The German Democratic Republic, or Deutsche Demokratische Republik, was, like all the "people's republics" of the Communist block, not very democratic and therefore not very republican either. Thanks to the chains of Soviet central planning, one can even argue if the "German" part really is applicable. Either way, the former DDR is no more and Germany is once again whole. Just in case anyone gets nostalgic though, the DDR museum will take you back to the old days.
A typical East German kitchen.
Worker's locker. The photos are either family photos or photos from the "worker brigade" that the locker's owner was part of. Spending time with your brigade mates was encouraged by the state - probably as a way of keeping people in the fold.
In the museum is a game where you get to be the director of a car factory; the purpose of the game was to show why the economy of the DDR tanked. You get to decide how to handle theft of materials, your superiors in the Communist bureaucracy, and much more. As this screen proves, with me at the helm, DDR would have been successful. However: I chose a hard-core capitalist approach. I sacked any non-productive person, outsourced production like crazy so I insulated myself from having to keep the workers happy, underpromised to my superiors and in general did what the automobile industry does today.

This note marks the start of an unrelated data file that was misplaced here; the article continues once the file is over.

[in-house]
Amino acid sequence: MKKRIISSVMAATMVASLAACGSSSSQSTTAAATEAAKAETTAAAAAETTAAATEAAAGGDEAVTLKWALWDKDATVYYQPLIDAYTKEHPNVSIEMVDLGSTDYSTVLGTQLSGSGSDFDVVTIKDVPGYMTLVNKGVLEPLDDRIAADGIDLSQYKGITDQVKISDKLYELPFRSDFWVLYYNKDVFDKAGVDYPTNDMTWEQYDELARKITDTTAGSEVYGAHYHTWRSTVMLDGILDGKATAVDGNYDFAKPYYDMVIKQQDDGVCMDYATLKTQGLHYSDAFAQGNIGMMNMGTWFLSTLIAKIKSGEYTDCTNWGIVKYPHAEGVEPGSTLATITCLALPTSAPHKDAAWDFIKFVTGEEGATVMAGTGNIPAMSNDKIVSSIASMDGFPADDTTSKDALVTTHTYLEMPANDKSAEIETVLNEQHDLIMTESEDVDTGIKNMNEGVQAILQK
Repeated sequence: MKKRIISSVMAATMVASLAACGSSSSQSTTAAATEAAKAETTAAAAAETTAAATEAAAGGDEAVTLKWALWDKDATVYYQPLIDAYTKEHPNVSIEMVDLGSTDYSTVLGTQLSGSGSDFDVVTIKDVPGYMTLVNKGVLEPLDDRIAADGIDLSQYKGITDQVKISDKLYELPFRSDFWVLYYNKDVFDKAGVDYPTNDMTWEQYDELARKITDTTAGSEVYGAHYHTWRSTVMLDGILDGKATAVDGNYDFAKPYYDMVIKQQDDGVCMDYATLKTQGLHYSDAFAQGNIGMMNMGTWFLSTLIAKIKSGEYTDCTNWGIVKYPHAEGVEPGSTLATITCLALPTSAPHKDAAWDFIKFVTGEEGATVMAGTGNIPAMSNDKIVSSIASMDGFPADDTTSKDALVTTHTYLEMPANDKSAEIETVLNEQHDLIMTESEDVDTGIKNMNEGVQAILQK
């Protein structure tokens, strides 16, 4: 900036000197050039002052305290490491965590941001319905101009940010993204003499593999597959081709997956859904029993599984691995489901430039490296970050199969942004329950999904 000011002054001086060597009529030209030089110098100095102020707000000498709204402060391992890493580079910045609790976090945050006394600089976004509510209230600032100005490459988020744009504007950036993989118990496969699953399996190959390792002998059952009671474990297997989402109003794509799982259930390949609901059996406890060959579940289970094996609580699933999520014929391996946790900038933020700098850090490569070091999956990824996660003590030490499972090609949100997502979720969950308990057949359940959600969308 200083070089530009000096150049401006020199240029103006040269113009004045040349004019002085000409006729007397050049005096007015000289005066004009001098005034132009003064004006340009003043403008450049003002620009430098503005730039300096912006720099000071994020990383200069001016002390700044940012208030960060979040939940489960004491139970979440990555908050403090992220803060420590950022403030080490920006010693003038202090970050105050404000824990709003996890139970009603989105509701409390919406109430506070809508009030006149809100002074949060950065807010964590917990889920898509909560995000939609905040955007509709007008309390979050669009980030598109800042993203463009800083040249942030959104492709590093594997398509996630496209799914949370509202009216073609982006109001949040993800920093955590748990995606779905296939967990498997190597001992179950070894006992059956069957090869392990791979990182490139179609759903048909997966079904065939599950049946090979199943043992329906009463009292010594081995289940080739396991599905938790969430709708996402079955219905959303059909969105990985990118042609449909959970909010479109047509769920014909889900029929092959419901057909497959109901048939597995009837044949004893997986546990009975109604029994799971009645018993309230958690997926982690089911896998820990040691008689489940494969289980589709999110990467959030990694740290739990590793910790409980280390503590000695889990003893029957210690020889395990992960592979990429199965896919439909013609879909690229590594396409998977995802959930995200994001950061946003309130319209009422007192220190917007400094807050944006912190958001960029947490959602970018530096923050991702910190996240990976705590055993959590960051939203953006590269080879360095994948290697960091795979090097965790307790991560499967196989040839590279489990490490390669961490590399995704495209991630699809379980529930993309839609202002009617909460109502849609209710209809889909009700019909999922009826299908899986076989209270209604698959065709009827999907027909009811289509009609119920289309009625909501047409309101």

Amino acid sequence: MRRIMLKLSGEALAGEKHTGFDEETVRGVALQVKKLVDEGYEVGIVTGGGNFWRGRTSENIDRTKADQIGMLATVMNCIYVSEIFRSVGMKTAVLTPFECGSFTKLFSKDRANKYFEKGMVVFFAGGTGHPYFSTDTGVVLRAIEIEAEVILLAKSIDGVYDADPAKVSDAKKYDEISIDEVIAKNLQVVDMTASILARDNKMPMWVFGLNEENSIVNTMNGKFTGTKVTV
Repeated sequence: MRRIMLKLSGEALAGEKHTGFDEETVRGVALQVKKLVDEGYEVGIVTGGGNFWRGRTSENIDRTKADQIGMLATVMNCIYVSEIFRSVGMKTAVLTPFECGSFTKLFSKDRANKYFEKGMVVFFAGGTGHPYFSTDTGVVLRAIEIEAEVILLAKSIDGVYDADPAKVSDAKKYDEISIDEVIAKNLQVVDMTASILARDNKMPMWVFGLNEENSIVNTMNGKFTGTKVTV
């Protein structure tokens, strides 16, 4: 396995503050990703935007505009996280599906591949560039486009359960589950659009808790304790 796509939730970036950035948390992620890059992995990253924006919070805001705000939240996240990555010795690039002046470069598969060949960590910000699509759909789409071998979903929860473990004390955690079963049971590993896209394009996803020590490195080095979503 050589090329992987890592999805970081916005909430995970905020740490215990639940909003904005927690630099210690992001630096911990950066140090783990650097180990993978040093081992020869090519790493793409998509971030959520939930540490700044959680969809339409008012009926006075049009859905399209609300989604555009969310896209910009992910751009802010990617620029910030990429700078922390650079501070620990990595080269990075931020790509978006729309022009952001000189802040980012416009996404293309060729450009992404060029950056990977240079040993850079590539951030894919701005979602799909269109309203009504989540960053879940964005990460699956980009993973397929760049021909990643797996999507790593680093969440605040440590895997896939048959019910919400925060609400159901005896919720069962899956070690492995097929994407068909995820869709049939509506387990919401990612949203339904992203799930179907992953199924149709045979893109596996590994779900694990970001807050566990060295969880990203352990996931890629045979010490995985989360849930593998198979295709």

Interrogation by the STASI[a]. An interrogation of a dissident is played back in speakers set in the table. In order to hear, you put your elbows on the speaker plates and your hands over your ears. The sound propagates through your lower arm, making the palm vibrate like speaker membranes; and making you look like a broken person. It is quite ingenious.